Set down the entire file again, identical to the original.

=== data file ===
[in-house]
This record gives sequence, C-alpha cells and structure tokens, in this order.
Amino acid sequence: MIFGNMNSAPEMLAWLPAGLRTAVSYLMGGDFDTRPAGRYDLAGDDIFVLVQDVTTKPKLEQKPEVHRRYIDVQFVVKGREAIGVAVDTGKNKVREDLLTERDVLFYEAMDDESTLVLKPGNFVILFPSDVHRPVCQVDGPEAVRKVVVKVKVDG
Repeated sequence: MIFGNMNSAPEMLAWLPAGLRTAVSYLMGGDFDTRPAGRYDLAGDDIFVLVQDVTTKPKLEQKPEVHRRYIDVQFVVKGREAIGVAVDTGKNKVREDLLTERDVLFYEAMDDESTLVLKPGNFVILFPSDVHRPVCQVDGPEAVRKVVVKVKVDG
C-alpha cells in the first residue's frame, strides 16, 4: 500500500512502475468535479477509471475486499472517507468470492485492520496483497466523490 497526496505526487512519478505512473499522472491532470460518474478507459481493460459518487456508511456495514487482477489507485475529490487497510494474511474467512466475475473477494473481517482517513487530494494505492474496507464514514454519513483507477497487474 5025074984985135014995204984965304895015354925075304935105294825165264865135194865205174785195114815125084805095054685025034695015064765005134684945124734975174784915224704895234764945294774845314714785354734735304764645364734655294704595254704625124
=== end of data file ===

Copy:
[in-house]
This record gives sequence, C-alpha cells and structure tokens, in this order.
Amino acid sequence: MIFGNMNSAPEMLAWLPAGLRTAVSYLMGGDFDTRPAGRYDLAGDDIFVLVQDVTTKPKLEQKPEVHRRYIDVQFVVKGREAIGVAVDTGKNKVREDLLTERDVLFYEAMDDESTLVLKPGNFVILFPSDVHRPVCQVDGPEAVRKVVVKVKVDG
Repeated sequence: MIFGNMNSAPEMLAWLPAGLRTAVSYLMGGDFDTRPAGRYDLAGDDIFVLVQDVTTKPKLEQKPEVHRRYIDVQFVVKGREAIGVAVDTGKNKVREDLLTERDVLFYEAMDDESTLVLKPGNFVILFPSDVHRPVCQVDGPEAVRKVVVKVKVDG
C-alpha cells in the first residue's frame, strides 16, 4: 500500500512502475468535479477509471475486499472517507468470492485492520496483497466523490 497526496505526487512519478505512473499522472491532470460518474478507459481493460459518487456508511456495514487482477489507485475529490487497510494474511474467512466475475473477494473481517482517513487530494494505492474496507464514514454519513483507477497487474 5025074984985135014995204984965304895015354925075304935105294825165264865135194865205174785195114815125084805095054685025034695015064765005134684945124734975174784915224704895234764945294774845314714785354734735304764645364734655294704595254704625124